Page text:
had not come across the Canadian composer Walter Lynnwood Farnam
until hearing this CD. Yet this work is a great concert-opener.
Based on a tune called ‘O Filii et Filiae’, first published
in a seventeenth century hymn book, it exploits some fine virtuosic
writing and use of registration. I agree with the author of
the sleeve-notes, Dr Michael Nicolas, that there is an air of
improvisation about this piece. It is an exuberant and powerful
work that possibly deserves a place in the list of popular ‘toccatas,’
the only problem being that it is a touch short – lasting only
just over two minutes.
cannot now recall just where I first heard Christopher Steel’s
Six Pieces for Organ. I think it was a church
in the West End of Glasgow. But I do remember being seriously
impressed and rushing out to buy the music. I hasten to add
that they were and are still well beyond my playing! They seemed
to be so different from much of the organ music that was being
played at that time – whether it was Messiaen or The Village
Organist! These are moody – sometimes almost smoochy numbers
- which somehow seem out of place in a church. The six pieces
are: Intrada, Flourish, Nocturne, Dance, Meditation
and Postlude. The heart of the work is in the third
and fifth movements. This is a sophisticated piece that defies
categorisation. The movements are consistently interesting and
are often extremely beautiful. I note that Steel wrote much
music for a variety of media including seven symphonies and
chamber music. It would be an interesting by-way to explore.
Hollins wrote a great deal of fine organ music, much of it being
frankly popular in style. The Maytime Gavotte and the
Intermezzo in Db are an excellent introduction to his
art. Both of these pieces are more at home in the concert hall
than in church. Both pieces reveal Hollins as a master craftsman.
Maytime Gavotte nods to an earlier age of music although
the melodies owe more to the ‘light music’ of the early twentieth
century. The Intermezzo is quite an involved little work
that finds its inspiration in some of Vierne’s quieter moments.
It is actually quite lovely.
Whitlock wrote a large amount of high quality organ music –
so I am not too sure why William Saunders has chosen to play
some transcriptions of the composer’s orchestral pieces. These
four pieces have been transcribed by the doyen of Whitlock studies
Malcolm Riley. The opening number – a Fanfare - was
dedicated to a local Home Guard Band in Bournemouth. To Phoebe
is quieter and much more meditative: there is an almost Elgarian
feel to this music. This is the sort of tune to bring a tear
to a glass eye. Lovely!
am not happy about the Elegy – which is extracted from
Whitlock’s masterpiece – the Organ Symphony. This is
a major concerted work that deserves to be heard in its entirety.
It is not well served by hearing an extract however beguiling.
The last piece is the March ‘Dignity and Impudence’.
Now this not only nods at Elgar – it beats him at is own game!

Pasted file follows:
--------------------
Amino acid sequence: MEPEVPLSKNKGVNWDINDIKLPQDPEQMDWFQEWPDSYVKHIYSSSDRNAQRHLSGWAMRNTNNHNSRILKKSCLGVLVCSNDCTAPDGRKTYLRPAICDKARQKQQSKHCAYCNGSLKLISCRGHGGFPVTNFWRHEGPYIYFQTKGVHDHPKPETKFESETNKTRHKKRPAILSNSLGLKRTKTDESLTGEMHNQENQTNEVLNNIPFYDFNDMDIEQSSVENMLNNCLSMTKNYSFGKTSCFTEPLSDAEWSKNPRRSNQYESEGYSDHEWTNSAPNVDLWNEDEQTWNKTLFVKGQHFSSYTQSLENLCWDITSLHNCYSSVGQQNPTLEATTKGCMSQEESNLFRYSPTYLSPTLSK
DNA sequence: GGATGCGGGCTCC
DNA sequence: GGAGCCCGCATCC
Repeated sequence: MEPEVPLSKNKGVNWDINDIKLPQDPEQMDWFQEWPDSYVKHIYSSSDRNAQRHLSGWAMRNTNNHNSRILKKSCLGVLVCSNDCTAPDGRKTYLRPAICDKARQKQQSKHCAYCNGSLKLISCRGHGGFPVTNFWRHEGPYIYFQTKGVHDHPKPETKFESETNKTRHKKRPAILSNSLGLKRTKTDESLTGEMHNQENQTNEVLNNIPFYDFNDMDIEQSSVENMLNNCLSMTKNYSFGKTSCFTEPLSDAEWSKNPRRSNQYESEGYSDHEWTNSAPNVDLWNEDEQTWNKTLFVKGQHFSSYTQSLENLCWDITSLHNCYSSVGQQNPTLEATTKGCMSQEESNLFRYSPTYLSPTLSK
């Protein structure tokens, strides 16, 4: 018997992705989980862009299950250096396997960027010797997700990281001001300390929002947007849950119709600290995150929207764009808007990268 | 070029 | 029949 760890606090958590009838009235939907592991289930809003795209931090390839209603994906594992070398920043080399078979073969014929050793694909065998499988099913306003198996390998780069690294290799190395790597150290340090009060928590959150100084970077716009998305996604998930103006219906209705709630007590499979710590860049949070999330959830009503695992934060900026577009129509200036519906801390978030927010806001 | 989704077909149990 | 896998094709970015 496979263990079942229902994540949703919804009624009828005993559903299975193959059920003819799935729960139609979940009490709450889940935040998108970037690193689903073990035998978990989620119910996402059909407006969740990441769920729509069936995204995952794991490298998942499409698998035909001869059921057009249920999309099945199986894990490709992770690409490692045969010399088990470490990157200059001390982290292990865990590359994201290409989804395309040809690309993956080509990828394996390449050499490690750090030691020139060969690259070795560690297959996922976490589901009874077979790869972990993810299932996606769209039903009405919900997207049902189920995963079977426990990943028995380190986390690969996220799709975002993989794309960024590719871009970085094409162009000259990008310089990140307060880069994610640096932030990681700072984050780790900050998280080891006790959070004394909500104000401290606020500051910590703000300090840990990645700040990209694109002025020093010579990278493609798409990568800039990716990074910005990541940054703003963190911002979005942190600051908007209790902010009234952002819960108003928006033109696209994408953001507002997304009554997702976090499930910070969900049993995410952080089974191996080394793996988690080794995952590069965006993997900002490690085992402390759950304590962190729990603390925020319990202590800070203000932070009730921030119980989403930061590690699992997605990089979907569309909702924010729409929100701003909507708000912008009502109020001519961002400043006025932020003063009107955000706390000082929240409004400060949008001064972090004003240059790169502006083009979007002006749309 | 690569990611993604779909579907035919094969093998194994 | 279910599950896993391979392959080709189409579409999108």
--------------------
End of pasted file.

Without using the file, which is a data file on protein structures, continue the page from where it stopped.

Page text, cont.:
It by and large follows in the traditional form of a march,
with the big tune repeated. However the minuet theme is more
complex than many marches: it combines two contrasting elements
that work together exceptionally well. The trio is quite gorgeous:
it is a really big tune, perhaps one of the finest that any
composer has written for a march. Whenever I listen to it I
cannot help feeling that if this work were well known it would
be widely loved and performed. However, I must confess to preferring
it in its orchestral incarnation.
Basil Harwood is probably best known for his hymn tune Thornbury
“Thy hand, O God, has guided”. However he wrote much music for
both choir and organ including a Second Organ Sonata and
an Organ Concerto. His collected organ works fill some
If the listener is looking for a comparative model for this Sonata
then I guess that they must look to Rheinberger and Vierne.
Yet Harwood wrote his Sonata some years before Vierne penned
the first of his masterpieces. This form was particularly
popular in Victorian times with essays by Alan Gray, William Wolstenholme
and Edward John Hopkins. But Harwood’s First is possibly
first movement, an Allegro-appassionato has all the formal integrity
of Beethoven. It is impressive music that is well constructed
and has a focused direction. Perhaps Schumann is the inspiration
behind the andante although there seems to be a hymn tune lurking
behind the ‘fluid harmonic style’. The final movement opens
with a strong chordal passage – marked maestoso. This leads
into a somewhat academic fugue and references to another hymn
tune – Beata nobis gaudia. The work ends with the characteristic
use of the tuba stop – but not before a moving quiet passage.
It is perhaps the weakest movement of this otherwise impressive
is great to hear the organ in St Mary’s Redcliffe. A complete
history of the instrument and its specification are given in
the CD booklet. William Saunders playing complements this fine
instrument and the impressive ecclesiastical setting.
is a great CD that explores some little known repertoire. For
my money though, it is Christopher Steel’s Six Pieces
takes the first prize!